uiop/filesystem:native-namestring. That's the answer.
The rest of this post is just additional context/whining.
Common Lisp was born in an era of surprising file system diversity. Nowadays, Windows is mocked for using something other than a forward slash as a path separator, but old Macs used colons and I've seen references to
> being used on more exotic platforms.
Common Lisp handles this difference (and many other differences that never even occurred to me, such as types and versions) by abstracting everything into a platform-independent concept called a pathname.
Here's how to create a (relative) pathname for "the directory 'foo', which is located in the parent directory":
(make-pathname :directory '(:relative :up "foo"))
While working on a tiny Common Lisp project, my program needed to run a command in a subprocess (using
uiop:run-program) with a directory passed as an argument. I had assumed that
format-ing a pathname on Windows would result in a Windows-compatible string (or at least that
namestring would), e.g. "..\foo\" for the example code above.
For reasons I won't yet understand, this is not how things work on SBCL! Instead, forward slashes are used: "../foo/". This works fine for some programs (including Git, apparently), but I doubt it's robust in general, considering some (mostly old) Windows programs use the forward slash to indicate command-line flags (instead of using a hyphen).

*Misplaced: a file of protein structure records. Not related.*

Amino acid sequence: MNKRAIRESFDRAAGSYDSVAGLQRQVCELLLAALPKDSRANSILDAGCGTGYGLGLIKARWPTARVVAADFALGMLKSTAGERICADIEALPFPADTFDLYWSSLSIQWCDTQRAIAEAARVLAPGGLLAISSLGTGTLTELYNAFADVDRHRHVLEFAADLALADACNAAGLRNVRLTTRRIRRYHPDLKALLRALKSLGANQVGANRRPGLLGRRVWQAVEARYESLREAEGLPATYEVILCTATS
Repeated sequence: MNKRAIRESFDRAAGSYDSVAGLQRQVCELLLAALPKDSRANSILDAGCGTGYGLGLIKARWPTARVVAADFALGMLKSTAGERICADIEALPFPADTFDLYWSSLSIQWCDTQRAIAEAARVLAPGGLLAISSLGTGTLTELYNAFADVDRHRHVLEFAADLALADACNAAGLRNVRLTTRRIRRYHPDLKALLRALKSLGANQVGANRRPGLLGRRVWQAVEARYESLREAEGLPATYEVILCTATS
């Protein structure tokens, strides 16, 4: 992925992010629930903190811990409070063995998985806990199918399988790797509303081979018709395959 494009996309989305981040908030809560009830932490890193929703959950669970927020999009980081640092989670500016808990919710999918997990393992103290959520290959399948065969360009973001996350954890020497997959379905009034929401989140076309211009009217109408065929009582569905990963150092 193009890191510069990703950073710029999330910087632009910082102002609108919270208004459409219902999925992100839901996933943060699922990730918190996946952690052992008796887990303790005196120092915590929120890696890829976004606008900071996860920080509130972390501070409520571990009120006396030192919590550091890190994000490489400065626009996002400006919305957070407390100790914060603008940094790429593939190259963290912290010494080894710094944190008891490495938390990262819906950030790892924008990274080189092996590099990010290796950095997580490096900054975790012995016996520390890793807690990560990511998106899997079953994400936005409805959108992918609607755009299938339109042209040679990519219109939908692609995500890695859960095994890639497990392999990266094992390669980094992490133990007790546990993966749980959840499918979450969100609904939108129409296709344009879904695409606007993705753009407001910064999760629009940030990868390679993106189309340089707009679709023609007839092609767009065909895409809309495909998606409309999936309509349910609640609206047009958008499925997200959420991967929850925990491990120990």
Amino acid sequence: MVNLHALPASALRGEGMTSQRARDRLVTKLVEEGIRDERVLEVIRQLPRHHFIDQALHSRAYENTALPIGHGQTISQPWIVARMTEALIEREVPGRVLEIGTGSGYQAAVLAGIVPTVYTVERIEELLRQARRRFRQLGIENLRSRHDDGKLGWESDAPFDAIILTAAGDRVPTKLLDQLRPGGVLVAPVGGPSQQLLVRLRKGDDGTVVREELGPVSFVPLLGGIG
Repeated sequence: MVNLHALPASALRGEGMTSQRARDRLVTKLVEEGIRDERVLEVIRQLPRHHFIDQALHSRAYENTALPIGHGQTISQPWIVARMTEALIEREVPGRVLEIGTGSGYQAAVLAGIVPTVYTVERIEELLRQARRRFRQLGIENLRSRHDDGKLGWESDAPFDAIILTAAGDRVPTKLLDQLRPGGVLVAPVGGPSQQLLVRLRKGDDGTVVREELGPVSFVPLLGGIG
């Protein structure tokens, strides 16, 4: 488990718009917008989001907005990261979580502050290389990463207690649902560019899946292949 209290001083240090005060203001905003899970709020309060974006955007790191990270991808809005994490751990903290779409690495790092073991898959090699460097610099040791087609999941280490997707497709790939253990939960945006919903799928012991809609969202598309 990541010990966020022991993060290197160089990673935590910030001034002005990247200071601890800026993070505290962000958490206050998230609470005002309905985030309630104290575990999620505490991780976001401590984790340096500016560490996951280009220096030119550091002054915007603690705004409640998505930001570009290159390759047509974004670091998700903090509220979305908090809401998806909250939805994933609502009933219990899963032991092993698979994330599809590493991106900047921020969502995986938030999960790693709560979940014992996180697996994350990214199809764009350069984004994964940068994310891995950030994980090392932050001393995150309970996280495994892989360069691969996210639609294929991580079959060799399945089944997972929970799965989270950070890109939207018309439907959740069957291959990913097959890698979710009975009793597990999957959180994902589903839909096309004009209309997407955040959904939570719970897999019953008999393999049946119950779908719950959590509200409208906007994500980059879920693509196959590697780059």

I thought the point of pathnames was to support a platform-independent notion of a file path/name, so it's not clear to me why they don't
format by default into a form that's compatible with the host environment.
Even more surprising, after spending way too much time browsing the Common Lisp HyperSpec, I couldn't even find anything in Common Lisp's standard library for this scenario. Why can I create and manipulate pathnames but not actually pass them to the operating system? That's a serious question--if you know the answer, please tell me!
UIOP to the rescue
Given that (ANSI) Common Lisp hasn't been updated since 1994, I don't see this situation changing, but the good news is that Common Lisp implementations fill in this gap and UIOP abstracts away the implementations' different approaches/naming schemes.
So that leads us to the solution:
(uiop/filesystem:native-namestring (make-pathname :directory '(:relative :up "foo")))
The only lingering question for me is: why is
uiop/filesystem instead of